WALKER, Minn., June 13, 2017 /PRNewswire-USNewswire/ -- Larry Jacobson's idea of a "small way to do something" involved bringing an entire community together and opening the doors to his lakeside camp to Wounded Warrior Project® (WWP) veterans and their families for a weekend.
The fifth annual Hiawatha Beach Weekend recently brought families together at picturesque Leech Lake. Guided fishing tours, beach volleyball, paddleboarding, boating, horseback riding, hiking trails, bicycling, golf, and swimming were available – all in a relaxing setting that allowed veterans to connect with other warriors and nature.
The Jacobson family blocked the weekend that starts the summer season for veterans and their families. People and local businesses in and around town donated food, gift cards, and their time to show their encouragement for the recovery of warriors with visible and invisible wounds. Twelve local fishing guides gave up business during the opening week of the season to take families on the lake.
"It makes you feel good to know the sacrifices we've made are appreciated," Army Reserve veteran Forrest Pryde said. "I really do think the town gets as much out of it as we do. What I like is connecting with other veterans, building on our bonds."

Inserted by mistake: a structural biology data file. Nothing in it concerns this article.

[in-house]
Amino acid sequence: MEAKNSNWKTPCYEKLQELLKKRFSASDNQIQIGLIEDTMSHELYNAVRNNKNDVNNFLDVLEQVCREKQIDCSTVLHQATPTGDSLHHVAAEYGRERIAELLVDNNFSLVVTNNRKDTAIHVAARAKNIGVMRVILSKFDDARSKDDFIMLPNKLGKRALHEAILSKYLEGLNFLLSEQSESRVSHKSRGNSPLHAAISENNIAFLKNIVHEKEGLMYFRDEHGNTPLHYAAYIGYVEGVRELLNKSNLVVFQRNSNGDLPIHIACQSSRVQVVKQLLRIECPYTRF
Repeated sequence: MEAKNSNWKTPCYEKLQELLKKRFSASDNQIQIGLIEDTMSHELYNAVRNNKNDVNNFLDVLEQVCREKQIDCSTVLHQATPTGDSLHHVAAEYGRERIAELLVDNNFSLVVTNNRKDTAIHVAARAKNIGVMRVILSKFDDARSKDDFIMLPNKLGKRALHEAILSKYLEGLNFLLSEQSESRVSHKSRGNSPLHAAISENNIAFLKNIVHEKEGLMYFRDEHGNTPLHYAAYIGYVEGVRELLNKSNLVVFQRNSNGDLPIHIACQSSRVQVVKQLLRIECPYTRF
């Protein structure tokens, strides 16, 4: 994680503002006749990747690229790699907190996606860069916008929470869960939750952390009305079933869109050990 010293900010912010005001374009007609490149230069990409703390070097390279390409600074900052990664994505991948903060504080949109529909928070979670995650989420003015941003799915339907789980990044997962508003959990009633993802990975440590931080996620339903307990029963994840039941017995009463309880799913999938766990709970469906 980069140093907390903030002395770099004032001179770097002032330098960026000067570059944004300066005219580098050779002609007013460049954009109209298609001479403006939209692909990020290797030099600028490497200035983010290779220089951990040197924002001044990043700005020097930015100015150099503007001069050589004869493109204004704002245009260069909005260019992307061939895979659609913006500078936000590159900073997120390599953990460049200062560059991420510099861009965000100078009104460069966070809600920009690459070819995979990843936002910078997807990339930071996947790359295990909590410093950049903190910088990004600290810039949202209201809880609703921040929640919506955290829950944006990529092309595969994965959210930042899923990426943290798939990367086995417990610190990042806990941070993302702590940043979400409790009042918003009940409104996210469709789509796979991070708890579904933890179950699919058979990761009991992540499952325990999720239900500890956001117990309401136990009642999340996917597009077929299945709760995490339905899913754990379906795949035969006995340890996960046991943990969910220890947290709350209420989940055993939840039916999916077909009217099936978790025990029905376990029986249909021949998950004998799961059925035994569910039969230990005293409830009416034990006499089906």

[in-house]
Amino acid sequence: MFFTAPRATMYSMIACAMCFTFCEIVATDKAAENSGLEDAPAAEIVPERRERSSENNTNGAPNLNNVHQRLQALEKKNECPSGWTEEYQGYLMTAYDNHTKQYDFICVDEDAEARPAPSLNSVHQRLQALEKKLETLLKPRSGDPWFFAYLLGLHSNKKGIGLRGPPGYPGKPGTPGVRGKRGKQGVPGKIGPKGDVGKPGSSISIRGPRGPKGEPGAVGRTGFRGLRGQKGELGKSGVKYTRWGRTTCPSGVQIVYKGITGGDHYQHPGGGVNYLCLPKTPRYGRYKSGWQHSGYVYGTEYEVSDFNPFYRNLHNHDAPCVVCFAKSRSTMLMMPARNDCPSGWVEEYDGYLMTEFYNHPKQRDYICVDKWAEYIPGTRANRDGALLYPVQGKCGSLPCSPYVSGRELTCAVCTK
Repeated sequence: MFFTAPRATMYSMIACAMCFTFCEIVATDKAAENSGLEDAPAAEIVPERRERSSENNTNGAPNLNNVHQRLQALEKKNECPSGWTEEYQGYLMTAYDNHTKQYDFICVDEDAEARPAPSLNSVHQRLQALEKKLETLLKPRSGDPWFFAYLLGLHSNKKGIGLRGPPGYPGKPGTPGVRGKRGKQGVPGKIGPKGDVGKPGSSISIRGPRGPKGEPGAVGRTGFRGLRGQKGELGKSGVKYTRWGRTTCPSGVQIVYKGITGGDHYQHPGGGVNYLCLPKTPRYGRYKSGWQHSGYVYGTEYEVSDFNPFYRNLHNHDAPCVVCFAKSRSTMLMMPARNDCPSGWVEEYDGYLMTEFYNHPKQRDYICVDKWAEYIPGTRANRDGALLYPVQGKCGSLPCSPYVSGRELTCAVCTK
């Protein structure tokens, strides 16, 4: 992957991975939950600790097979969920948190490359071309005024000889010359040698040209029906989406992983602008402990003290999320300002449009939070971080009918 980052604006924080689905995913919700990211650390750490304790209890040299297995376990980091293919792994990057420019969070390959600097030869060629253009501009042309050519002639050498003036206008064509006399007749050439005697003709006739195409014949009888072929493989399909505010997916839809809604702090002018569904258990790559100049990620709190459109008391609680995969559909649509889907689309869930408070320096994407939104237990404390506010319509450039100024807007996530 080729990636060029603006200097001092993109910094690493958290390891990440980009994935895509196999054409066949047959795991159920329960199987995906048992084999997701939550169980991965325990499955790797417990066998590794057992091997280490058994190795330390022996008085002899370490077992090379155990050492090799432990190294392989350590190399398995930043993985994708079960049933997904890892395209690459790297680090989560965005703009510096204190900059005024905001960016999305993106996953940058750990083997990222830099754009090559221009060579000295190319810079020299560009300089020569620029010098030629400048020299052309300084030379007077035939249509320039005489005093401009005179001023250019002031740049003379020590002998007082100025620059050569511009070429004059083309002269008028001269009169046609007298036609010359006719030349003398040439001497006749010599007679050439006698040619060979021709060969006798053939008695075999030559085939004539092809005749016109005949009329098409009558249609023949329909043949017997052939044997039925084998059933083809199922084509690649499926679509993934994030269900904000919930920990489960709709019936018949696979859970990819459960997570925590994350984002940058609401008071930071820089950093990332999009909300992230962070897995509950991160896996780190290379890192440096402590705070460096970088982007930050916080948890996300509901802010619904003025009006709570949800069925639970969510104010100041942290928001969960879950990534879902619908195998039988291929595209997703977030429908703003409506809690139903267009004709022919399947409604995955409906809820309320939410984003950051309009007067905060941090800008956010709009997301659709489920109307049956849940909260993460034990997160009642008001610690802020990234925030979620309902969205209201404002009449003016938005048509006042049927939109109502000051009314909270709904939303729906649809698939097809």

Thanks to generous donors, WWP programs and services are offered free of charge to warriors, their caregivers, and families, and they assist with mental health, physical health and wellness, career and benefits counseling, connecting warriors with one another and their communities, and long-term care for the most seriously wounded.
Larry started making Cabin 9 available to veterans on weekends 10 years ago. In 2013, he decided to offer his entire camp in what's become his family's favorite event of the year.
"We are so in debt to our service members," Larry said. "We can't repay that debt. We have a deep appreciation for people who give so much. It's a small way we can do something for them."
The attendees enjoyed the overwhelming displays of gratitude.
"I can't tell you how good it felt to walk down the street with your Wounded Warrior Project shirt on and to have people come up to you and say, 'thank you' and shake your hand," Forrest said. "You really felt respected."
About Wounded Warrior Project
Wounded Warrior Project® (WWP) connects, serves, and empowers wounded warriors. Read more at http://newsroom.woundedwarriorproject.org/about-us.
SOURCE Wounded Warrior Project